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Home :: Archive :: 1994 :: March ::
Re: First Times with Shakspeare
Shakespeare Electronic Conference, Vol. 5, No. 0178.  Thursday, 3 March 1994.
 
(1)     From:   Chris Kendall <
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        Date:   Wednesday, 2 Mar 1994 10:53:06 -0700 (MST)
        Subj:   First times
 
(2)     From:   Christine Mack Gordon <
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        Date:   Wednesday, 02 Mar 1994 16:05:36 -0600
        Subj:   Re: Introductory Experiences with Shakespeare
 
 
(1)----------------------------------------------------------------------------
From:           Chris Kendall <
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Date:           Wednesday, 2 Mar 1994 10:53:06 -0700 (MST)
Subject:        First times
 
From my early high-school days, my father and I would play a game involving
quotes from Shakespeare.  One of us would quote a passage and the other
would have to name the play.  Extra points were awarded for character, act,
scene, addressee, etc.  This game went on for years, that is until I got
better at it than he, then it sort of fell out of favor.
 
Funny, I think the same thing happened with chess.
 
(2)----------------------------------------------------------------------------
From:           Christine Mack Gordon <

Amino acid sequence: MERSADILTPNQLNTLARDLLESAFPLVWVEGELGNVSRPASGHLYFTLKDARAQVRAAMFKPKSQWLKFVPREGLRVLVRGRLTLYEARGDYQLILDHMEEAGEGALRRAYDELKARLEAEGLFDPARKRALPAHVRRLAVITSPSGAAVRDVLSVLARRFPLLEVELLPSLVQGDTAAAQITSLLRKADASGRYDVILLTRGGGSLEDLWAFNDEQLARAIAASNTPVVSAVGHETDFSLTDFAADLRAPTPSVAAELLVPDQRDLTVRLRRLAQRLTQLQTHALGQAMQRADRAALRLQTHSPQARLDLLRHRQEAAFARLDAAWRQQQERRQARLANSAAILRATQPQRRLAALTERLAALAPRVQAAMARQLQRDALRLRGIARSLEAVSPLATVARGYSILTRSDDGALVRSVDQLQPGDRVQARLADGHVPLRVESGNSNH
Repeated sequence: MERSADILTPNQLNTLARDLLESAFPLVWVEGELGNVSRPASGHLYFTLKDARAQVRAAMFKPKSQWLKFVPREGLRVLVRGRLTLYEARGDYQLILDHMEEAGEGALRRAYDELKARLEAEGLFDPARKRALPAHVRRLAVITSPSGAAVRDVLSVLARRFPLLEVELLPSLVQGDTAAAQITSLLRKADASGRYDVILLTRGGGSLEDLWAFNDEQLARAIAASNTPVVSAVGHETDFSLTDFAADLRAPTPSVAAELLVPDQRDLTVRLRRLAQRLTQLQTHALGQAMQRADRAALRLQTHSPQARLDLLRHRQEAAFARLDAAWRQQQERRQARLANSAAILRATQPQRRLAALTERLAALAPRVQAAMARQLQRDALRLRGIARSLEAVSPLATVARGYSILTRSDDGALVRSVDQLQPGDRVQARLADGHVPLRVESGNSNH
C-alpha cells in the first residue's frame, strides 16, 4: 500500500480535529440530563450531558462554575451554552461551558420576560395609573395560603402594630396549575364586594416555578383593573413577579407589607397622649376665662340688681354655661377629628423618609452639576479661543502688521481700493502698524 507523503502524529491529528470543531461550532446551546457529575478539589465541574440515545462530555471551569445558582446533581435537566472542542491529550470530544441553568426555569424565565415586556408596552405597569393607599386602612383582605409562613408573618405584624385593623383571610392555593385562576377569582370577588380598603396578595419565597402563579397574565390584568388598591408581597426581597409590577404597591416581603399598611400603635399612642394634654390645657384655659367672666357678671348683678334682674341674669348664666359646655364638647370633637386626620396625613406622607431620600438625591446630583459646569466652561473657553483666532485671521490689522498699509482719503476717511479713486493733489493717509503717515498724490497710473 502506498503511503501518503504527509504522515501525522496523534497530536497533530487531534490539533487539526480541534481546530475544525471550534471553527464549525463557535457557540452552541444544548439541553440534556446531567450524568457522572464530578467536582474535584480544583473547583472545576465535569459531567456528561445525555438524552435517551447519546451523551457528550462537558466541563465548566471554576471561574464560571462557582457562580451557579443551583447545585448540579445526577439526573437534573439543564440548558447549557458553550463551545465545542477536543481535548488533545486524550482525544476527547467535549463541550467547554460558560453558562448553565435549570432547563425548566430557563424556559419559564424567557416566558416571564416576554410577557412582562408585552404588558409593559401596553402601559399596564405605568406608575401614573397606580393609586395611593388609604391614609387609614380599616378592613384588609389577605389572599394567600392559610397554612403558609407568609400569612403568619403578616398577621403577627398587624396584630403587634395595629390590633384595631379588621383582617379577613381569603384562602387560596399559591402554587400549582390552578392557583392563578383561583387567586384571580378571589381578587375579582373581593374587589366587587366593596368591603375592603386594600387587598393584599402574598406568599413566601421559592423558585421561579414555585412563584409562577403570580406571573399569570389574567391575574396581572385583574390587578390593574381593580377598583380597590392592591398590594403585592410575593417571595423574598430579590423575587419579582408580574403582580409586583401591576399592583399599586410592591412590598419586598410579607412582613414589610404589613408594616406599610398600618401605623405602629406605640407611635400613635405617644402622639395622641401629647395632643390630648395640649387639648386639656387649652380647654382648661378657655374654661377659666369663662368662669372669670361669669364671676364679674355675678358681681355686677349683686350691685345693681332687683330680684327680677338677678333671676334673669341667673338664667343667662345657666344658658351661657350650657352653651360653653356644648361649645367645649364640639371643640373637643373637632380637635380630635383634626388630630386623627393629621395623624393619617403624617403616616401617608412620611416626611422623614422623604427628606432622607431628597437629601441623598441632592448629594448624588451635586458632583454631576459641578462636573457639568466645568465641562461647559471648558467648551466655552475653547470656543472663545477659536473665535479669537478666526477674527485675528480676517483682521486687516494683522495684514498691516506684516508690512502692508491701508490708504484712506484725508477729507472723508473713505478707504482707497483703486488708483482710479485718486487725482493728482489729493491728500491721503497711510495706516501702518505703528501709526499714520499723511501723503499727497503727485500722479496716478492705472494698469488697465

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Date:           Wednesday, 02 Mar 1994 16:05:36 -0600
Subject:        Re: Introductory Experiences with Shakespeare
 
I remember watching Shakespearean productions on that amazing new invention,
television, in the 1950s, but was most memorably introduced to the playwright
in my sophomore year in high school when we read *Julius Caeser*. This was
before the public school I attended discovered I was bright and put me into
college prep courses, so my class was a very mixed bag. Our amazing teacher,
Daniel Przybylowski, managed to get ALL of us involved with an astonishing
array of teaching skills that I envy to this day. My love affair has continued
ever since, and I introduced my children to Will with a production of *Romeo
and Juliet* which they saw when they were 7 and 5 years old. They're still
hooked now at the advanced ages of 14 and 12. In fact, daughter Jane played a
small part in and served as assistant director for her middle school's
production of *R and J* last year. We also trekked to Chicago from the Twin
Cities four years ago this spring to see Kenneth Branagh's company perform *A
Midsummer Night's Dream* and *King Lear* (with Emma Thompson as the fool!).
Terrific shows, both of them! And, as with other languages, children seems to
have much less difficulty attuning their ears to Elizabethan English than
college age students or adults.
 
--Chris Gordon, English, U of Minnesota
 

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